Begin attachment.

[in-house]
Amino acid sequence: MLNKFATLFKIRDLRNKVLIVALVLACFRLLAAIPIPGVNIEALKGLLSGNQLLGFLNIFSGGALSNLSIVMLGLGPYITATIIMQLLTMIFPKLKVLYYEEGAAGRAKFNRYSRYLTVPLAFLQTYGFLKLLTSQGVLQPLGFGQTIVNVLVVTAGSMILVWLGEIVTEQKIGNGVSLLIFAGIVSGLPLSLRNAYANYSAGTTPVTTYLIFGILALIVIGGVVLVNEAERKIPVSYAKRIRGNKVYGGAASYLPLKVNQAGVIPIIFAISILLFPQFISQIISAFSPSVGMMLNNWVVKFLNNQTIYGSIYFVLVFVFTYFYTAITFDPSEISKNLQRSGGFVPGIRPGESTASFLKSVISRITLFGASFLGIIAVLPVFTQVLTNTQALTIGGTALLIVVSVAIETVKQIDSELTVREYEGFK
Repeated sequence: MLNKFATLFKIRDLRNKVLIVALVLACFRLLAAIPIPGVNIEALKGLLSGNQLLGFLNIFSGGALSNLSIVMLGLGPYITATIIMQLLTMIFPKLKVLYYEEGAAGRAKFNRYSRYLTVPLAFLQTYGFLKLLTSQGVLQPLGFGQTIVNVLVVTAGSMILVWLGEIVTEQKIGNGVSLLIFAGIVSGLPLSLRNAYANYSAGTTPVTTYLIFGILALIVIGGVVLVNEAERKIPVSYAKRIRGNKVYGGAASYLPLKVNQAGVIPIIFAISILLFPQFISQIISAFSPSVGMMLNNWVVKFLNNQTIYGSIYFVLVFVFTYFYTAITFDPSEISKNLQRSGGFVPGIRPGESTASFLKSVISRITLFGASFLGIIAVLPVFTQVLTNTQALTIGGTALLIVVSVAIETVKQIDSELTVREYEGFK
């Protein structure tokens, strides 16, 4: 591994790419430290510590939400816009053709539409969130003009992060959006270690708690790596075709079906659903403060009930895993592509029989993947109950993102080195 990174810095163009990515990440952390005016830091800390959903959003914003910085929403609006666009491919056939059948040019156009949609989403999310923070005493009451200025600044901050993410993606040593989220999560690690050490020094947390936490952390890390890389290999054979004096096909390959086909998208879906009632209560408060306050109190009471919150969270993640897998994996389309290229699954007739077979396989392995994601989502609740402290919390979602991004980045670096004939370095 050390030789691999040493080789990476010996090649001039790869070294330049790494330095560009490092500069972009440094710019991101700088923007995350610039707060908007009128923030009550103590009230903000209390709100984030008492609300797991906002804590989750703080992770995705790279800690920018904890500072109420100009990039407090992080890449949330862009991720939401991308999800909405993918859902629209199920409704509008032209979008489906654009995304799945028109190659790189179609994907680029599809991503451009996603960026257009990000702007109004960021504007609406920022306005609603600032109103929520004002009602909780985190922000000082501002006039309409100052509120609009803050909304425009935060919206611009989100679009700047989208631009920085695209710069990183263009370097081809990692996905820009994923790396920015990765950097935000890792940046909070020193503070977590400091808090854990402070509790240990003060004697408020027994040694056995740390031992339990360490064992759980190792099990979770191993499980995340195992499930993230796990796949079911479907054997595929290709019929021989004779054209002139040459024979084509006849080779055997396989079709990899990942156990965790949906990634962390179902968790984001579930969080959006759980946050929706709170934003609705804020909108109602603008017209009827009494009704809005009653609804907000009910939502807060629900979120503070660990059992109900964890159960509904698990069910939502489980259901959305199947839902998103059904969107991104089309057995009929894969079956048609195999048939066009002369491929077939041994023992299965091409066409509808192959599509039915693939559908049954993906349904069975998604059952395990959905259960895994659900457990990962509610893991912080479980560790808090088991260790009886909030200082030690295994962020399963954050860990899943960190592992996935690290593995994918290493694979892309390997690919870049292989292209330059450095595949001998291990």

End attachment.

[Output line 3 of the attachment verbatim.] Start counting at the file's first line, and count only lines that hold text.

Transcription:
Repeated sequence: MLNKFATLFKIRDLRNKVLIVALVLACFRLLAAIPIPGVNIEALKGLLSGNQLLGFLNIFSGGALSNLSIVMLGLGPYITATIIMQLLTMIFPKLKVLYYEEGAAGRAKFNRYSRYLTVPLAFLQTYGFLKLLTSQGVLQPLGFGQTIVNVLVVTAGSMILVWLGEIVTEQKIGNGVSLLIFAGIVSGLPLSLRNAYANYSAGTTPVTTYLIFGILALIVIGGVVLVNEAERKIPVSYAKRIRGNKVYGGAASYLPLKVNQAGVIPIIFAISILLFPQFISQIISAFSPSVGMMLNNWVVKFLNNQTIYGSIYFVLVFVFTYFYTAITFDPSEISKNLQRSGGFVPGIRPGESTASFLKSVISRITLFGASFLGIIAVLPVFTQVLTNTQALTIGGTALLIVVSVAIETVKQIDSELTVREYEGFK